Italian Culinary Secrets

By Charlotte Bruce Harvey '78 / May/June 2011
May 6th, 2011

After graduation in 2003, Jessica Theroux boarded a flight to Italy funded by an Arnold Grant—a no-strings-attached $15,000—for a research project she called "From Field to Table." Her original proposal was to work with a pair of chefs and their purveyors, documenting how ingredients are grown and prepared. But Theroux quickly shifted her focus away from restaurant food and toward indigenous home cooking. The following year she filmed thirty-five Italian women as they harvested olives, washed beans, and rolled pasta. 

Jessica Theroux
Across Italy, Theroux photographed home cooks, here Raffaela dusts loaves of bread with flour before baking. 
Cooking With Italian Grandmothers: Recipes and Stories from Tuscany to Sicily, which the International Association of Culinary Professionals just picked as a "best first book" nominee, is part cultural history, part memoir, part travelogue, and part cookbook. Illustrated with Theroux's photographs—she was a visual arts concentrator at Brown—each of the book's twelve chapters tells the story of a particular cook and gives recipes for a meal or two highlighting her signature dishes.

Theroux's passion for cooking developed after severe childhood medical troubles forced her to change her diet. "I figured, let's make it fun," she says. She started cooking at age eleven and that continued into college. The summer after freshman year she worked at the Esalen Institute in California, and after her junior year she took a year off to attend the Natural Gourmet School. She has since cooked at the Chopra Center and has worked as a private chef.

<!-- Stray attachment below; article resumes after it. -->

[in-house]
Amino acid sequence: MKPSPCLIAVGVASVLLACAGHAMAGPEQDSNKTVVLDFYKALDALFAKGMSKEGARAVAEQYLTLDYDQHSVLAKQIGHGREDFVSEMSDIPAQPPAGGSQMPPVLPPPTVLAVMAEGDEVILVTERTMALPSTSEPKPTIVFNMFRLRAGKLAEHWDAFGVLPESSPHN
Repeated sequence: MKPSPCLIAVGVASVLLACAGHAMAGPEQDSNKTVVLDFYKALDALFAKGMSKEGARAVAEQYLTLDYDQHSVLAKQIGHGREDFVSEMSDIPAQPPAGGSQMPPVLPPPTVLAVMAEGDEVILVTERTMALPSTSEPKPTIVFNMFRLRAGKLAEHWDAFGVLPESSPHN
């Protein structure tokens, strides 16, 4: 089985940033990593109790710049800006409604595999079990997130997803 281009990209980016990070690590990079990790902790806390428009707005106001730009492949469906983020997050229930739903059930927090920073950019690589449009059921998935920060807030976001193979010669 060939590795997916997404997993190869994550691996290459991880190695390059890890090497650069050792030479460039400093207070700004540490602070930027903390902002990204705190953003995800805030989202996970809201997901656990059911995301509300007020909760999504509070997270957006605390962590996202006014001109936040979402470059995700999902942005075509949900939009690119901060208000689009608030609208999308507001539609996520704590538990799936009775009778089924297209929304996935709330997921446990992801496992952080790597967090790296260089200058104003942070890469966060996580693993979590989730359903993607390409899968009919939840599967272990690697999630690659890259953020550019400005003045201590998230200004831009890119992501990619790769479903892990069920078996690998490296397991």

In Italy, Theroux collected names of women who had local reputations as exceptional cooks. On her website,, you can watch the sturdy Carluccia whack her olive trees with rakes to beat the ripe fruit onto nets on the ground. Picking beans for lunch, she explains how those from one field taste better than those grown in another.

Courtesy Welcome Books
Theroux basked in the company of Armida, a ninety-six -year-old sharecropper.
One of Theroux's favorite nonnas was a ninety-six-year-old sharecropper named Armida. They had a tough time talking, since Theroux couldn't comprehend Armida's dialect, but that didn't matter. "We would just sit together in a really peaceful way," Theroux says. "I really loved her. She couldn't see and she couldn't chew. She didn't have any teeth, so her recipes were particularly wonky."

It wasn't always so pleasant though, Theroux says. In the beginning, she would call home from a phone booth, crying. "What am I doing?" she'd sob. "I hardly speak the language. They've given me all this money. Nothing good's going to come of it."

Moving in with total strangers was also unnerving at times. "One family locked me in the family compound for a week and a half until I ate everything the grandmother wanted to cook for me," she says. Worse still, "Her cooking wasn't that good."

This May, the second part of Theroux's project will bear fruit: her documentaries of several of the women will screen at the San Diego Italian Film Festival. CBS plans to feature them on Mother's Day.

Theroux says reporters frequently ask her, "What's the best thing you learned in this project? "—expecting a special pasta recipe or some culinary trick. Instead, Theroux says: "What I learned was to trust myself and what I'm drawn to. Brown and the Arnold gave me permission, in a very tangible way, to follow my instinct. To follow a process."

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May/June 2011